- If email address must be the UID and you cannot specify a database that has native crypto (or this is a homework assignment), you'll have to resort to application level cryptography. I have a suggestion to solve the Primary Key problem.
Application Level Stored Data Encryption
Assumption: Some data which must be encrypted must also be unique in database column. Let's call that data "email address".
You're best bet is to properly encrypt the email address by adding a unique IV to each plaintext. This means you cannot make email address column an Index or a Primary Key. First, if you store the IV in a separate column from the crypt text, there's a very small chance that the crypt text will collide (be equal) even if the plaintext is not. It's very small, but I believe one should always code for correctness, so no Primary Key. Next, Index on crypt text is useless, anyway. If the IV is different per row, you cannot do any meaningful search or join on the column, so application level encrypted data columns should never be Indexed.
Depending upon the row count in your table (number of unique users/email addresses), doing anything with that data is going to be horrific. Every time you touch it, you'll have to decrypt on average 50% or possibly 100% of the data depending upon what you're doing. If the database has advanced features (like virtual tables, stored procedures that can build them and internal cryptographic APIs), you might be able to have the database do the heavy lifting for you. This, to be honest, is your best bet. Oracle has the DBMS_CRYPTO PL/SQL package (I wrote it), so, yes, again Oracle can help you solve this problem. No, I no longer work for the company, nor do I own any of its stock. Sorry, I don't mean this to be a sales pitch for Oracle.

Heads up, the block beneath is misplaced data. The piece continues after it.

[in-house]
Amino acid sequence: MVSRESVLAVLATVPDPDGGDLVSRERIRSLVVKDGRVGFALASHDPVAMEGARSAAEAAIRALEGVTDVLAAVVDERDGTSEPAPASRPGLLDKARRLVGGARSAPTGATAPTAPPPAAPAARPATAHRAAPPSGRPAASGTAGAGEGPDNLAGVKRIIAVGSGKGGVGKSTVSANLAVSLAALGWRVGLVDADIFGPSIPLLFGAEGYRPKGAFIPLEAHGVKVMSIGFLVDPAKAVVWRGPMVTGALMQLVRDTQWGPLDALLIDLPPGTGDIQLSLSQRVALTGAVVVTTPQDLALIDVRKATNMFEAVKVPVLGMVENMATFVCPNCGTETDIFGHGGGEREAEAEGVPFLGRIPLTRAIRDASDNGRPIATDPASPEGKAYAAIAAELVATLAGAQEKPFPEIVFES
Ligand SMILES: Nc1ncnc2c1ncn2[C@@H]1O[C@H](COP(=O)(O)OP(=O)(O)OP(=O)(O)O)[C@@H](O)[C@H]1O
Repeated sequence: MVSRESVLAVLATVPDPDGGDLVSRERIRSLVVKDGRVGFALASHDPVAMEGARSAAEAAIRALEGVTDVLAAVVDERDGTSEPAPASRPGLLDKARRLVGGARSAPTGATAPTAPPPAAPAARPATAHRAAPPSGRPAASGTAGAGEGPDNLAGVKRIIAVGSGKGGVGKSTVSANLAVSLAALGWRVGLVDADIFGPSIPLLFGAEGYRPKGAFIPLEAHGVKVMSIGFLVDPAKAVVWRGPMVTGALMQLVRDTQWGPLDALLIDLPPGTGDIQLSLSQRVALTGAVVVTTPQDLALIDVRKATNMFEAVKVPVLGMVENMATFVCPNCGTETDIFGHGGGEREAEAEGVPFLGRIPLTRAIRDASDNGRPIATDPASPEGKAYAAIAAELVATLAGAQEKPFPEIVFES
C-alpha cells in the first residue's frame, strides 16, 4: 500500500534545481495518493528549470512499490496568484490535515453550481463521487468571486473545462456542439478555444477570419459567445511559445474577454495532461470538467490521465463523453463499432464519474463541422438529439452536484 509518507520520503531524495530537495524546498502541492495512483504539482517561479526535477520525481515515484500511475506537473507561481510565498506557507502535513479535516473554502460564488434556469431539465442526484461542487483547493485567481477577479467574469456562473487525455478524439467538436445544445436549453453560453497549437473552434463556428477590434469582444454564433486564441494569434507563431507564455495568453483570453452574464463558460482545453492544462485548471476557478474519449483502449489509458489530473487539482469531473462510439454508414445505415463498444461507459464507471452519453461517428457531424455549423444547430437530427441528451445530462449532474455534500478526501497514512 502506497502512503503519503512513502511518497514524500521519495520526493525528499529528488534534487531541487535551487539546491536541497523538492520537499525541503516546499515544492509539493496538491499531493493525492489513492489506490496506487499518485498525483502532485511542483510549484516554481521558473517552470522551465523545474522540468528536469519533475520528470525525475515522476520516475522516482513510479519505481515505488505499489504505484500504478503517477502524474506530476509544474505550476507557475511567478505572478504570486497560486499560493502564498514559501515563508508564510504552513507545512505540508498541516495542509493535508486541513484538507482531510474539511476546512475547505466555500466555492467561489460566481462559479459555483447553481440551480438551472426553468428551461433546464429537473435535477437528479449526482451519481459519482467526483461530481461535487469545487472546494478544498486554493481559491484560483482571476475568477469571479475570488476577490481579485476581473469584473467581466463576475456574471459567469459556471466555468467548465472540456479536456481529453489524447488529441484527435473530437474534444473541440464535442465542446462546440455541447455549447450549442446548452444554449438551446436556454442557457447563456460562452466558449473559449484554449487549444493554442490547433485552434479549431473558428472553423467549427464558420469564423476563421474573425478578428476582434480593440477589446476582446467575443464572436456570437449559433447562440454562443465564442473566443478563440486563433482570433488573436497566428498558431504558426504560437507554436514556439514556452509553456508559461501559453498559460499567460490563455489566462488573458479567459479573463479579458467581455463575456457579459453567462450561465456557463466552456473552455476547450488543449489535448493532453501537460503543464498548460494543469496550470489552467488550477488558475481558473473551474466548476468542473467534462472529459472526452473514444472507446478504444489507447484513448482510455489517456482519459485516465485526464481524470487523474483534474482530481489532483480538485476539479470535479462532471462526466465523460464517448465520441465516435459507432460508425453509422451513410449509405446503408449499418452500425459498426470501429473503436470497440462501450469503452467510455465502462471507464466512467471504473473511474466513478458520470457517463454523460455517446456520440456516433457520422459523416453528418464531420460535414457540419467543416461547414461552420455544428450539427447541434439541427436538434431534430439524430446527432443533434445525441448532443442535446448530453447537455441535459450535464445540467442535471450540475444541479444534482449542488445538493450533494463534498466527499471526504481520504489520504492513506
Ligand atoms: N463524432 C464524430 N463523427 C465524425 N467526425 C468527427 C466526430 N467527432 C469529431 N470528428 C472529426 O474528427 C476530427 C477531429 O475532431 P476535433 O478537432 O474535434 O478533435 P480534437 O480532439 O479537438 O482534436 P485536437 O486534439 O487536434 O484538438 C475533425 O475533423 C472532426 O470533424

Let's say you don't have access to these advanced database features, what to do next? All this comes down to the need to expose useful some information about the email address without allowing an attack on the user data. Here, your decision swings on how large your user population is.
If it's small, just encrypt everything with IVs and decrypt it all to match. The speed of operation won't be that expensive and the extra development work won't be worth it. If this is a homework assignment, that's your best bet.
If the user population is large enough that full table decrypt will be noticeable, then still encrypt everything with a unique IV, however, provide a second, indexed column in which you hash the email. Now, this hash is not your normal cryptographic hash. In fact, you don't want anything of the kind. You want a hash algorithm that has a fair amount of (but not too many) collisions. Collisions are your friend.
Here's a possible algorithm:
E = Email Address
Choose N s.t. 2^(N+3) <= NUM_USERS < 2^(N+4), N>=0)
H(E) = (Sum each ASCII value of E)%(2^N)
Assuming a uniform distribution of email addresses, H(E) will produce 12 or so collisions for a large dataset on average. If you store H(E) in a second column and index it, you can quickly locate candidate email addresses that may match the plaintext email address while ignoring most of the other email addresses. You'll need to redo all of the hashes every once in a while when the population of users jumps above a level. You should also redo them when it drops below a level. You should add hysteresis to this process so you don't flail around redoing the hash column if a user adds/deletes often.
There is Information Leakage with this design, you can guess email addresses and see if they match the Hash column. Other unencrypted data (like a State or Age field) might allow an attacker to triangulate on who the user really is. It's not perfect. However, if you've got 10^6 users, you're going to have to solve the problem some how which means leaking some information.
Also, this won't allow you to sort by email address (no alphabetic sort). It acts more like a true Hash Table from a Data Structures class.